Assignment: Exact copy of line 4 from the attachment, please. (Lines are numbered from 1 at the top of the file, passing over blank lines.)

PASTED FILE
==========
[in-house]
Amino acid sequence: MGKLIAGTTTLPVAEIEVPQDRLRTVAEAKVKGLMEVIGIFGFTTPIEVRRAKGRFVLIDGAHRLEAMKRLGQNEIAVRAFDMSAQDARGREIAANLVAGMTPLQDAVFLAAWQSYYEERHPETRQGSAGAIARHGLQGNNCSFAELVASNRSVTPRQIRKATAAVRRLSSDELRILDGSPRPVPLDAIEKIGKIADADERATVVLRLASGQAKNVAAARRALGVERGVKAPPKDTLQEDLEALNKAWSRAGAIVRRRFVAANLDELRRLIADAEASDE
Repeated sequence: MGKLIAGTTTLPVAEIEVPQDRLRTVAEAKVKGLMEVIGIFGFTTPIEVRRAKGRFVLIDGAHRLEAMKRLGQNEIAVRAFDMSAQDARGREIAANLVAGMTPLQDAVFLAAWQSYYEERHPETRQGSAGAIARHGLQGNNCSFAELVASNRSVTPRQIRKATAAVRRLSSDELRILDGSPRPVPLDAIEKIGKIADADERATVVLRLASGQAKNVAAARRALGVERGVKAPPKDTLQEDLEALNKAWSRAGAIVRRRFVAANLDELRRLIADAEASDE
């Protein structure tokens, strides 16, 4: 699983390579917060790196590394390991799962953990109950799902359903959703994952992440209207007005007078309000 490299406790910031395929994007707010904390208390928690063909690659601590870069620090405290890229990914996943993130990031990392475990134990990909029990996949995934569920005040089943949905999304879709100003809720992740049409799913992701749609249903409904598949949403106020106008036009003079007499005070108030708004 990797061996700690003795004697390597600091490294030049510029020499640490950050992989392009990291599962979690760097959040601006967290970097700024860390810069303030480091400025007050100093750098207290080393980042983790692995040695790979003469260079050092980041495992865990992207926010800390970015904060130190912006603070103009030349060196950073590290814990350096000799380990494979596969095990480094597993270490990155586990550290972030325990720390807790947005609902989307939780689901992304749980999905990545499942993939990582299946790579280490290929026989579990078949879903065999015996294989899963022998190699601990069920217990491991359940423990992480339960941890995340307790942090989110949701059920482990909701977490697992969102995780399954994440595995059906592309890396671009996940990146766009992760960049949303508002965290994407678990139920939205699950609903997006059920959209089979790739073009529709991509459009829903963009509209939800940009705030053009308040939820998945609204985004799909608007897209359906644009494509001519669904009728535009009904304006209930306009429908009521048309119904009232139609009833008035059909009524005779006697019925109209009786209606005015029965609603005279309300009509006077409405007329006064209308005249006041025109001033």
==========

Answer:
């Protein structure tokens, strides 16, 4: 699983390579917060790196590394390991799962953990109950799902359903959703994952992440209207007005007078309000 490299406790910031395929994007707010904390208390928690063909690659601590870069620090405290890229990914996943993130990031990392475990134990990909029990996949995934569920005040089943949905999304879709100003809720992740049409799913992701749609249903409904598949949403106020106008036009003079007499005070108030708004 990797061996700690003795004697390597600091490294030049510029020499640490950050992989392009990291599962979690760097959040601006967290970097700024860390810069303030480091400025007050100093750098207290080393980042983790692995040695790979003469260079050092980041495992865990992207926010800390970015904060130190912006603070103009030349060196950073590290814990350096000799380990494979596969095990480094597993270490990155586990550290972030325990720390807790947005609902989307939780689901992304749980999905990545499942993939990582299946790579280490290929026989579990078949879903065999015996294989899963022998190699601990069920217990491991359940423990992480339960941890995340307790942090989110949701059920482990909701977490697992969102995780399954994440595995059906592309890396671009996940990146766009992760960049949303508002965290994407678990139920939205699950609903997006059920959209089979790739073009529709991509459009829903963009509209939800940009705030053009308040939820998945609204985004799909608007897209359906644009494509001519669904009728535009009904304006209930306009429908009521048309119904009232139609009833008035059909009524005779006697019925109209009786209606005015029965609603005279309300009509006077409405007329006064209308005249006041025109001033």